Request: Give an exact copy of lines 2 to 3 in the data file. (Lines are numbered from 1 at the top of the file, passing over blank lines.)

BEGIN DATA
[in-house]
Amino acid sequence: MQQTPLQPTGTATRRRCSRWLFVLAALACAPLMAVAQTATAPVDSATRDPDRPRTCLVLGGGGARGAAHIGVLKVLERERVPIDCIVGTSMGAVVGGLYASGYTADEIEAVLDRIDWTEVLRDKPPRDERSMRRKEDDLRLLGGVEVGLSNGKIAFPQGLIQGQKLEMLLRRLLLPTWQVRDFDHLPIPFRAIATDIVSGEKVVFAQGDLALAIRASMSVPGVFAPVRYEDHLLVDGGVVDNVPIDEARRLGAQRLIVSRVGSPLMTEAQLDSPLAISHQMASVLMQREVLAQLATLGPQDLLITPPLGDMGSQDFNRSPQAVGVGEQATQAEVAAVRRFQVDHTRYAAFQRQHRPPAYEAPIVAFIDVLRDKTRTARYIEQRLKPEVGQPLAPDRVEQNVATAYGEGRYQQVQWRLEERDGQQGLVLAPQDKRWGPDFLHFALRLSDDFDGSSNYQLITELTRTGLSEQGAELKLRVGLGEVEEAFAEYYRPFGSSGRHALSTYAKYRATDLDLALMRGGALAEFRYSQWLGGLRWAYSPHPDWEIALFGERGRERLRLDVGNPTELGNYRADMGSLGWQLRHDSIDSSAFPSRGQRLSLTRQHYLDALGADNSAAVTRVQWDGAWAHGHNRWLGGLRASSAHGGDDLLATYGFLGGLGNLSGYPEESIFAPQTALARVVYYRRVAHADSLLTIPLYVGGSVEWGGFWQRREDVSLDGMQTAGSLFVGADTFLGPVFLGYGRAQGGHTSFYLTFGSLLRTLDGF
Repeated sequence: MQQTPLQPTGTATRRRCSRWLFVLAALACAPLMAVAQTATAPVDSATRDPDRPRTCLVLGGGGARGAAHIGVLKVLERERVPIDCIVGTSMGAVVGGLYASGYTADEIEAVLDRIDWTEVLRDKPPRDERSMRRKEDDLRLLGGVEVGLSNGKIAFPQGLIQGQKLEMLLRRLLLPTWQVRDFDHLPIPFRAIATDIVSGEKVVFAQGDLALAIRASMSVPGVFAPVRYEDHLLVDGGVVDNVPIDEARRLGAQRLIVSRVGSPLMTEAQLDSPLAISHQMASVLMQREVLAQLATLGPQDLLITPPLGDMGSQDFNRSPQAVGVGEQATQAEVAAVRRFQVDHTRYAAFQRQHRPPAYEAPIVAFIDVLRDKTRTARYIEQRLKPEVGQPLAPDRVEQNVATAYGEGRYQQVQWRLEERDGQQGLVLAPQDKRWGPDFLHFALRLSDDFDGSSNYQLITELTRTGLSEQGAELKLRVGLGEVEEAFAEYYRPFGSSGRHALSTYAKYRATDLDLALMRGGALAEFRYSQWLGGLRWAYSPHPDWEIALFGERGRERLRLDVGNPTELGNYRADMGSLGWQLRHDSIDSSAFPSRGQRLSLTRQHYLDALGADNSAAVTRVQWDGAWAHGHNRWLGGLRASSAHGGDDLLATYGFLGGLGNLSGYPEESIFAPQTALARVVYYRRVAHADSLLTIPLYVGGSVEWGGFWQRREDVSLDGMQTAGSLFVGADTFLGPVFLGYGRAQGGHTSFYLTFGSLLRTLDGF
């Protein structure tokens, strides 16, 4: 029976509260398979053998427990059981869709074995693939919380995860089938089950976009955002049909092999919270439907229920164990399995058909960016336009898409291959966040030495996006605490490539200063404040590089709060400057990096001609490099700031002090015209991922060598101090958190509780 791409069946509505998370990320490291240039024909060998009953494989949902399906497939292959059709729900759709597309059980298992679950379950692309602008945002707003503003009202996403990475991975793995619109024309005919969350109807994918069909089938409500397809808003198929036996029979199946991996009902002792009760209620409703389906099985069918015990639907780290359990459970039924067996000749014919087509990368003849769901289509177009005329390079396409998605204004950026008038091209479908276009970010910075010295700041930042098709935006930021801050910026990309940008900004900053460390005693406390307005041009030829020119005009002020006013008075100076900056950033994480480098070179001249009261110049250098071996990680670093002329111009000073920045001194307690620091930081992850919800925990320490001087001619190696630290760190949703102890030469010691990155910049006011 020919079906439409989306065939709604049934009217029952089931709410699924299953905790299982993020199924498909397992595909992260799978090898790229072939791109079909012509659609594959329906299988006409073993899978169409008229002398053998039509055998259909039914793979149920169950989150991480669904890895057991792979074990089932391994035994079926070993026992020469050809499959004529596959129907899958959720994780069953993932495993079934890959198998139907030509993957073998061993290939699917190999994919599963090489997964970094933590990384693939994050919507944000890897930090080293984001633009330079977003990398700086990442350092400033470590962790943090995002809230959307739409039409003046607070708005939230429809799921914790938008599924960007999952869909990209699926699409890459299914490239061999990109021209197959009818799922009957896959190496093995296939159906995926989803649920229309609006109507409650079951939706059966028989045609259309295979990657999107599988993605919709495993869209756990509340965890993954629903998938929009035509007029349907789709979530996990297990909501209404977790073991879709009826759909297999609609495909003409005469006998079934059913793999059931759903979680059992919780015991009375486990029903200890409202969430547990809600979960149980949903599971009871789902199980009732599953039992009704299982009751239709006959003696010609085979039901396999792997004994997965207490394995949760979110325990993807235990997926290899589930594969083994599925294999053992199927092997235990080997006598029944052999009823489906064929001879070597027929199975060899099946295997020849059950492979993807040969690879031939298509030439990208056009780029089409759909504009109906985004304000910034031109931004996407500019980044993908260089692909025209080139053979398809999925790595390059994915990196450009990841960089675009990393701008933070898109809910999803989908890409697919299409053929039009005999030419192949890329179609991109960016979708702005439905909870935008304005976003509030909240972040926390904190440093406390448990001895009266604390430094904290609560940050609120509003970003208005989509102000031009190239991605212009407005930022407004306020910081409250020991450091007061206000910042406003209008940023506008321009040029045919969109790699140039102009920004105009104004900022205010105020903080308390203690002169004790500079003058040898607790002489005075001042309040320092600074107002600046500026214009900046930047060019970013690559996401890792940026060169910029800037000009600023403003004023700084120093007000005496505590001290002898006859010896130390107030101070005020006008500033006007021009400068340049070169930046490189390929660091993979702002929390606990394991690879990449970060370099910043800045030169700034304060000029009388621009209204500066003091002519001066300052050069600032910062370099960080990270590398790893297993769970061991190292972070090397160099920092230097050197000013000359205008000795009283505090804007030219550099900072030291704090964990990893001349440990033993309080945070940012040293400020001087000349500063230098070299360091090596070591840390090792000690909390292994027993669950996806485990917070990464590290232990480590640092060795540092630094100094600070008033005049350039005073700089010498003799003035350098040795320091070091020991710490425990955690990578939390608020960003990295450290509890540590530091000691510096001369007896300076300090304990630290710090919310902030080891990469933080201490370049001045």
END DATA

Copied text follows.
Amino acid sequence: MQQTPLQPTGTATRRRCSRWLFVLAALACAPLMAVAQTATAPVDSATRDPDRPRTCLVLGGGGARGAAHIGVLKVLERERVPIDCIVGTSMGAVVGGLYASGYTADEIEAVLDRIDWTEVLRDKPPRDERSMRRKEDDLRLLGGVEVGLSNGKIAFPQGLIQGQKLEMLLRRLLLPTWQVRDFDHLPIPFRAIATDIVSGEKVVFAQGDLALAIRASMSVPGVFAPVRYEDHLLVDGGVVDNVPIDEARRLGAQRLIVSRVGSPLMTEAQLDSPLAISHQMASVLMQREVLAQLATLGPQDLLITPPLGDMGSQDFNRSPQAVGVGEQATQAEVAAVRRFQVDHTRYAAFQRQHRPPAYEAPIVAFIDVLRDKTRTARYIEQRLKPEVGQPLAPDRVEQNVATAYGEGRYQQVQWRLEERDGQQGLVLAPQDKRWGPDFLHFALRLSDDFDGSSNYQLITELTRTGLSEQGAELKLRVGLGEVEEAFAEYYRPFGSSGRHALSTYAKYRATDLDLALMRGGALAEFRYSQWLGGLRWAYSPHPDWEIALFGERGRERLRLDVGNPTELGNYRADMGSLGWQLRHDSIDSSAFPSRGQRLSLTRQHYLDALGADNSAAVTRVQWDGAWAHGHNRWLGGLRASSAHGGDDLLATYGFLGGLGNLSGYPEESIFAPQTALARVVYYRRVAHADSLLTIPLYVGGSVEWGGFWQRREDVSLDGMQTAGSLFVGADTFLGPVFLGYGRAQGGHTSFYLTFGSLLRTLDGF
Repeated sequence: MQQTPLQPTGTATRRRCSRWLFVLAALACAPLMAVAQTATAPVDSATRDPDRPRTCLVLGGGGARGAAHIGVLKVLERERVPIDCIVGTSMGAVVGGLYASGYTADEIEAVLDRIDWTEVLRDKPPRDERSMRRKEDDLRLLGGVEVGLSNGKIAFPQGLIQGQKLEMLLRRLLLPTWQVRDFDHLPIPFRAIATDIVSGEKVVFAQGDLALAIRASMSVPGVFAPVRYEDHLLVDGGVVDNVPIDEARRLGAQRLIVSRVGSPLMTEAQLDSPLAISHQMASVLMQREVLAQLATLGPQDLLITPPLGDMGSQDFNRSPQAVGVGEQATQAEVAAVRRFQVDHTRYAAFQRQHRPPAYEAPIVAFIDVLRDKTRTARYIEQRLKPEVGQPLAPDRVEQNVATAYGEGRYQQVQWRLEERDGQQGLVLAPQDKRWGPDFLHFALRLSDDFDGSSNYQLITELTRTGLSEQGAELKLRVGLGEVEEAFAEYYRPFGSSGRHALSTYAKYRATDLDLALMRGGALAEFRYSQWLGGLRWAYSPHPDWEIALFGERGRERLRLDVGNPTELGNYRADMGSLGWQLRHDSIDSSAFPSRGQRLSLTRQHYLDALGADNSAAVTRVQWDGAWAHGHNRWLGGLRASSAHGGDDLLATYGFLGGLGNLSGYPEESIFAPQTALARVVYYRRVAHADSLLTIPLYVGGSVEWGGFWQRREDVSLDGMQTAGSLFVGADTFLGPVFLGYGRAQGGHTSFYLTFGSLLRTLDGF